Are we being honest with ourselves?


I’ve realized that preparing for an Ignite (presentation consisting of 20 slides x 15 seconds each) can be quite the cathartic experience. Two days after our slides were due I had a moment.  What am I supposed to talk about? What am I supposed to do? Will my ignite be good enough? Will it make people mad? Will people understand where I’m coming from?


As I contemplate my self-centered criteria for the next 4 minutes and 45 seconds, my mind shifts to my friends and colleagues who have been asking similar sets of questions in light of curriculum transformation


What am I supposed to teach and assess? Am I doing this curriculum right? Do I have to use this digital tool? How do I mark all these portfolios? Am I supposed to mark portfolios? Aren’t we moving away from marks? How do we sell this to parents? When are the powers that be just going to tell me what to do?


When I think about what it means to do well, I go to my cultural roots, more specifically how I was trained to perceive success. I was born into an immigrant family that, since the late 70s, has been navigating what it means to live and learn in North America.


For my parents, it was imperative that my brother and I be able to navigate the education system well – there was a perspective that if you did well in school you would automatically get a good job, good money, good life, good future.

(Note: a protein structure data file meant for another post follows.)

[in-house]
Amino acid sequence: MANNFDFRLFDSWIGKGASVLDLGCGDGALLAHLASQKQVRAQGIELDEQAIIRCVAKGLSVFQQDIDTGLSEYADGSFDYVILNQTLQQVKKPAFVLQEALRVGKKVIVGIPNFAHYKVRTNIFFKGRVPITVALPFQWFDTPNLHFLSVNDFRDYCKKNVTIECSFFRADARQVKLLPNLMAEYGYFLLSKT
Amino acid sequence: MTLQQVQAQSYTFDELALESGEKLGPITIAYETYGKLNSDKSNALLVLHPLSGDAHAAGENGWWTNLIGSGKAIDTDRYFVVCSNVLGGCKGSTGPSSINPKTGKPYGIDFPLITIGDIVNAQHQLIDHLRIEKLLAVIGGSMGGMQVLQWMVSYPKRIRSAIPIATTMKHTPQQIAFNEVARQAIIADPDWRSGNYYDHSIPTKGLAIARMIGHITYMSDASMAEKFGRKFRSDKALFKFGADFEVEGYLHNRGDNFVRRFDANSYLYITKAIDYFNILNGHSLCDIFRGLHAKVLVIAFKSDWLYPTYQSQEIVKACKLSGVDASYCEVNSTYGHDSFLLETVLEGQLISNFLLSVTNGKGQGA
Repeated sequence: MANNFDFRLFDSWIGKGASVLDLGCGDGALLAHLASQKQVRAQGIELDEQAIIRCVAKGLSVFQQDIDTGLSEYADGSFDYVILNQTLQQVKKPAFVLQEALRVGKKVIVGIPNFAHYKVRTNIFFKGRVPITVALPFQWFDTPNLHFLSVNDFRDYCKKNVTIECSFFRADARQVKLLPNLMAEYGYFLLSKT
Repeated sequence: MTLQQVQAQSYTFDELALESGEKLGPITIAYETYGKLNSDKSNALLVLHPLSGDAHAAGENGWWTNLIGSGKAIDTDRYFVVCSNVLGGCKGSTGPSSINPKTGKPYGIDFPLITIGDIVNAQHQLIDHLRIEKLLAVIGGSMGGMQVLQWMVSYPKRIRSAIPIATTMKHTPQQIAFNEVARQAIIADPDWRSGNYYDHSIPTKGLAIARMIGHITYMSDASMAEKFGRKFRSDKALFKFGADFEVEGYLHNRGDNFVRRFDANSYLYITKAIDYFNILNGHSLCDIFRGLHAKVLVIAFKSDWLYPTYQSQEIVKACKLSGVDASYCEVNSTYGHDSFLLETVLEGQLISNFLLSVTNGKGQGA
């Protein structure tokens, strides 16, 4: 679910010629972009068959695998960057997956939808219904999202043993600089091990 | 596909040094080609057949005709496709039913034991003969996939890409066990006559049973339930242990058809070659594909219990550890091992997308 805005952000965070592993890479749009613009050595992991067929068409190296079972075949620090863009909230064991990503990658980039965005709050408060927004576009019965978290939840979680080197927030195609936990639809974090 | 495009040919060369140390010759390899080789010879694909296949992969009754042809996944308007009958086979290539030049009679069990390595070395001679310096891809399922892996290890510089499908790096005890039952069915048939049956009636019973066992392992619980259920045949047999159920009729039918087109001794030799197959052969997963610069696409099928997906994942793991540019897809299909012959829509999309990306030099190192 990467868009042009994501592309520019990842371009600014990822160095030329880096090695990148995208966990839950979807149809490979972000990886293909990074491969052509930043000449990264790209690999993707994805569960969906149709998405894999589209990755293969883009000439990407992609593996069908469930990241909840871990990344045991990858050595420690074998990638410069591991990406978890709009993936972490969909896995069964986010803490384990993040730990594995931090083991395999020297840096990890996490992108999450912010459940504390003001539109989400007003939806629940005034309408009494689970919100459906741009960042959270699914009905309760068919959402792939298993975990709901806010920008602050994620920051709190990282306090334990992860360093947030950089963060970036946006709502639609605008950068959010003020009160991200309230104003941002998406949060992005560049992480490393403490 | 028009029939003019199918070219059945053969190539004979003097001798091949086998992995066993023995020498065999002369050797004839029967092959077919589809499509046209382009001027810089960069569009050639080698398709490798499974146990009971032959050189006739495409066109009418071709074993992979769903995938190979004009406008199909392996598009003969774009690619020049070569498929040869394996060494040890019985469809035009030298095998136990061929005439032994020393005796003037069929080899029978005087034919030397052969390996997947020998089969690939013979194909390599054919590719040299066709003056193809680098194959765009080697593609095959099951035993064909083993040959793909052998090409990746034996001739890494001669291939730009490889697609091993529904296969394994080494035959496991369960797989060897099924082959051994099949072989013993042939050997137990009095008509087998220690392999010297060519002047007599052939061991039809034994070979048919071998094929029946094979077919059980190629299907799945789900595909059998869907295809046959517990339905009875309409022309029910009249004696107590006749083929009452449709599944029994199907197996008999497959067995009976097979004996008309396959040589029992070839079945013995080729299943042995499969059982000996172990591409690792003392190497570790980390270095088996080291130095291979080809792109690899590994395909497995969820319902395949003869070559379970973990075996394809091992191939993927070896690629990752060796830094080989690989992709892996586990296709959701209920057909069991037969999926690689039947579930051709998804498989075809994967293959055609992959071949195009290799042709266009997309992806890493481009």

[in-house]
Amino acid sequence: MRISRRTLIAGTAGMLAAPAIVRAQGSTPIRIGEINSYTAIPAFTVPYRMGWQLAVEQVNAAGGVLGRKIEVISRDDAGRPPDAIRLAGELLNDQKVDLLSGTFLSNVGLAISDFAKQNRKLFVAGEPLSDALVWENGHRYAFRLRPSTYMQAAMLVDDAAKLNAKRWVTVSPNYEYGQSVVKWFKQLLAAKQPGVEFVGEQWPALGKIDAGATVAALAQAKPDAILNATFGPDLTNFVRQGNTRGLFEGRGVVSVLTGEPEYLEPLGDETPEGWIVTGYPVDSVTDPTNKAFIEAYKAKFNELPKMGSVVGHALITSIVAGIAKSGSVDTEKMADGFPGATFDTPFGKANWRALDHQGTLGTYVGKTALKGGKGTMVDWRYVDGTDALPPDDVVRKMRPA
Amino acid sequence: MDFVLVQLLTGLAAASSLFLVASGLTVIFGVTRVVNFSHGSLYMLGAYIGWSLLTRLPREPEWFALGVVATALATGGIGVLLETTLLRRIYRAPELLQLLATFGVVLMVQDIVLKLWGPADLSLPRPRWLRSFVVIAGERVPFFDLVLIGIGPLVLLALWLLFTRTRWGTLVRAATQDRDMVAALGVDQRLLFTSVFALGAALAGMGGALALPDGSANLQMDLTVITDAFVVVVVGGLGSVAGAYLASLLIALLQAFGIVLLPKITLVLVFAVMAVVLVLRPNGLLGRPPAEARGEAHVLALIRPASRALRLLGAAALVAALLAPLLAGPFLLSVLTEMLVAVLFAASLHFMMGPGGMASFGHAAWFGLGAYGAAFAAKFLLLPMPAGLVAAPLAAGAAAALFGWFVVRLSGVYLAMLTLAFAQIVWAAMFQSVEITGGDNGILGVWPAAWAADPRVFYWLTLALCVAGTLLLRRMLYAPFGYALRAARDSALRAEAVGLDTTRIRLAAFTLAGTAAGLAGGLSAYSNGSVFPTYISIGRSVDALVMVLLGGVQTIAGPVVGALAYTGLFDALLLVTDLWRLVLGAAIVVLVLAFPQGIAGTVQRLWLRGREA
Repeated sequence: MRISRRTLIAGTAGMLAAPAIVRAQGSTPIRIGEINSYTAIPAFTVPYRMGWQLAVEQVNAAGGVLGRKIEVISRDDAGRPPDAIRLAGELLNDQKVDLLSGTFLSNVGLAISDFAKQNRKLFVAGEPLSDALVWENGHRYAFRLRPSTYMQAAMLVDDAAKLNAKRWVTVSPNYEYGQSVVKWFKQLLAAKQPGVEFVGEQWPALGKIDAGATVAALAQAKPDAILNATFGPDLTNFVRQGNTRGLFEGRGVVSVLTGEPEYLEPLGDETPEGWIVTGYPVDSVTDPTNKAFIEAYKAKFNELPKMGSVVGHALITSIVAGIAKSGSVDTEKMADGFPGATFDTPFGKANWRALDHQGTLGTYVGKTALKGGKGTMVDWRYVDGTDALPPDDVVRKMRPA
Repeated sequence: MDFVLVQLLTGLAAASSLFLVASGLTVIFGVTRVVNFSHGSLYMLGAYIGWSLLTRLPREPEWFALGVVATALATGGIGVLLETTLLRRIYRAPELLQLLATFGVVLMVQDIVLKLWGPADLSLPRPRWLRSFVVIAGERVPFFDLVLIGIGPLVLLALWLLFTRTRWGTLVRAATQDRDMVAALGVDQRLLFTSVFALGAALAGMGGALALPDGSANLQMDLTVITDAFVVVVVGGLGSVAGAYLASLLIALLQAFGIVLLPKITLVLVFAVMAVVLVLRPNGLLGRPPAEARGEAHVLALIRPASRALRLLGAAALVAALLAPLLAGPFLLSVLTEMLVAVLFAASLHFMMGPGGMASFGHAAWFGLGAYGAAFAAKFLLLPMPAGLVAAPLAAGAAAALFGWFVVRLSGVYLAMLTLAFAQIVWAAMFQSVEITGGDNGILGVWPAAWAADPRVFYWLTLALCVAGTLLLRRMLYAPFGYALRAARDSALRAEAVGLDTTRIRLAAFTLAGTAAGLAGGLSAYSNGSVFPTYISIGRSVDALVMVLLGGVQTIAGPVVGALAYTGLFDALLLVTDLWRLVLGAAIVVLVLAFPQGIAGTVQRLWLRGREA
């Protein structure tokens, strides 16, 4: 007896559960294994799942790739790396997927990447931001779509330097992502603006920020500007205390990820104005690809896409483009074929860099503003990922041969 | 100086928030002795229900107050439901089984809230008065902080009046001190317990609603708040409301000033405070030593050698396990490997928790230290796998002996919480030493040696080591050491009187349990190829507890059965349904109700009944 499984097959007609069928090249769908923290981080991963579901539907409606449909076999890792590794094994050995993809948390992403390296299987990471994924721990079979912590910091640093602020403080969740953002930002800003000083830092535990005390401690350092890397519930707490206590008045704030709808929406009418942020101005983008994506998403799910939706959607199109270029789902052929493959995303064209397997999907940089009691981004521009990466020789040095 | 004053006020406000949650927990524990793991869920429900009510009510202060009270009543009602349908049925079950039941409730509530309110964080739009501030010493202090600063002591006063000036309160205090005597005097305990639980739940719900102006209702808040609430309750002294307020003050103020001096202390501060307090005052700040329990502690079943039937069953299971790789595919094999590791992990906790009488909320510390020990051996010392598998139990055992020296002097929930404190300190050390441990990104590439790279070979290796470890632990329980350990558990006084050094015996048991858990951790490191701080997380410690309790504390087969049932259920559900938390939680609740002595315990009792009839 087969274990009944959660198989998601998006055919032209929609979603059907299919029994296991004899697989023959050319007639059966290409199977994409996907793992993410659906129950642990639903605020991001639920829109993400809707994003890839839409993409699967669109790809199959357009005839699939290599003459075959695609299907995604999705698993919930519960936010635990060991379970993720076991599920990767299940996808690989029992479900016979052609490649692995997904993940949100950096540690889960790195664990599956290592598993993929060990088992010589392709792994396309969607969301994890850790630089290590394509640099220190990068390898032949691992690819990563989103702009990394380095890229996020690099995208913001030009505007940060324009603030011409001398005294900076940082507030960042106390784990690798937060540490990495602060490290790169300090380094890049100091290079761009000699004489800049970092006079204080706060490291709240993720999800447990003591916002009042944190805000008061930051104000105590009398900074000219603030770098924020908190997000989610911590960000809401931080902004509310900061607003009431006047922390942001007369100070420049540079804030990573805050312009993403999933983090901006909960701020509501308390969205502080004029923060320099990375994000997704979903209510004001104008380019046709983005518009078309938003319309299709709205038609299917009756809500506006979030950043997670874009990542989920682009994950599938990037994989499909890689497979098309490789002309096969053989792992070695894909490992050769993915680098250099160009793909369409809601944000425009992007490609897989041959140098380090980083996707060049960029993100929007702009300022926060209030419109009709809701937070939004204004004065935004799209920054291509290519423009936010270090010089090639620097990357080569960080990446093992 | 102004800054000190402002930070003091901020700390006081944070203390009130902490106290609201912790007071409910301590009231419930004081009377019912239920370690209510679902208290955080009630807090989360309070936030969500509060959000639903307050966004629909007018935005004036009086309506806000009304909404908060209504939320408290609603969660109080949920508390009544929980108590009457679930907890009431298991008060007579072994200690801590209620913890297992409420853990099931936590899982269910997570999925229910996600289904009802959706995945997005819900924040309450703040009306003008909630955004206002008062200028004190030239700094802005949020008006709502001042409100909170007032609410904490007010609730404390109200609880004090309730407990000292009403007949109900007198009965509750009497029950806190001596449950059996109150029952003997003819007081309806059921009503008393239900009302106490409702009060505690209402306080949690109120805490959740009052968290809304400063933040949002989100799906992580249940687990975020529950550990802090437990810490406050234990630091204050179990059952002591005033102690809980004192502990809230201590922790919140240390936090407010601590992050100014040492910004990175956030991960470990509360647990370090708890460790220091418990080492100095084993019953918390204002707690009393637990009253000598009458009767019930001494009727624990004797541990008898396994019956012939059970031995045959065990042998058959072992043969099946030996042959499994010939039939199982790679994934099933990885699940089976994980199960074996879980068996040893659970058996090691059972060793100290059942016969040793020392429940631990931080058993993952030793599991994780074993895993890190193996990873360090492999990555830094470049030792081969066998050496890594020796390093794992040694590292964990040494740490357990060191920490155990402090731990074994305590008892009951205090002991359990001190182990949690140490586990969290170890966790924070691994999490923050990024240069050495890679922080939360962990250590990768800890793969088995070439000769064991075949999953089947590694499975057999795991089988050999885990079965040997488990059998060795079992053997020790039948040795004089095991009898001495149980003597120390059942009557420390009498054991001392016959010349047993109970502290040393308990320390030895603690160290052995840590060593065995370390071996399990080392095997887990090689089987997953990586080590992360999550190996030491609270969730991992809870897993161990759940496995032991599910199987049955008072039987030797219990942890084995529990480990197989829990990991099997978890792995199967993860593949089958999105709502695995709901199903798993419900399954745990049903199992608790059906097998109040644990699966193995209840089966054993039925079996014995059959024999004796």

Frequent statements at the dinner table included: “Just do what your teacher tells you” “Just get along with people” “Just don’t make trouble” “Just be on your teachers’ good side” and probably most common: “Just get good marks.”


This led to my fascination with interpersonal dynamics as a teenager –  I spent most of my time observing –  seeking patterns – What and who did my teachers like? What did my teachers count for marks? What questions could I ask a teacher so I knew what I was doing was going to be good enough?


I spent more time focusing on what mattered to my teachers rather than focusing on how learning matters to me. Okay – so nothing mind-blowing here in terms of a typical high school experience, but let’s connect it to our experiences as educators navigating the world of digital assessment and portfolios.


For most of us teachers, our 13-years of compulsory schooling were spent training us to follow linear-quantifiable guidelines and pre-determined criteria. Consequently, when teachers raise needs regarding digital portfolios they talk at length about structure, guidelines, and checklists.


So let’s contemplate if we are falling into the same trap of monotony with digital portfolios. How do we ensure digital portfolios are not “done to” learners? My big wonder about all the work that we have been exploring with digital portfolios in our district and province-wide is this:


When we talk about digital portfolios (with each other, with tech companies, district-to-district) are we actually talking about the same thing? Are we acknowledging the change in mindset required to shift from “gradebooks” to “portfolios” or are we just putting lipstick on a pig?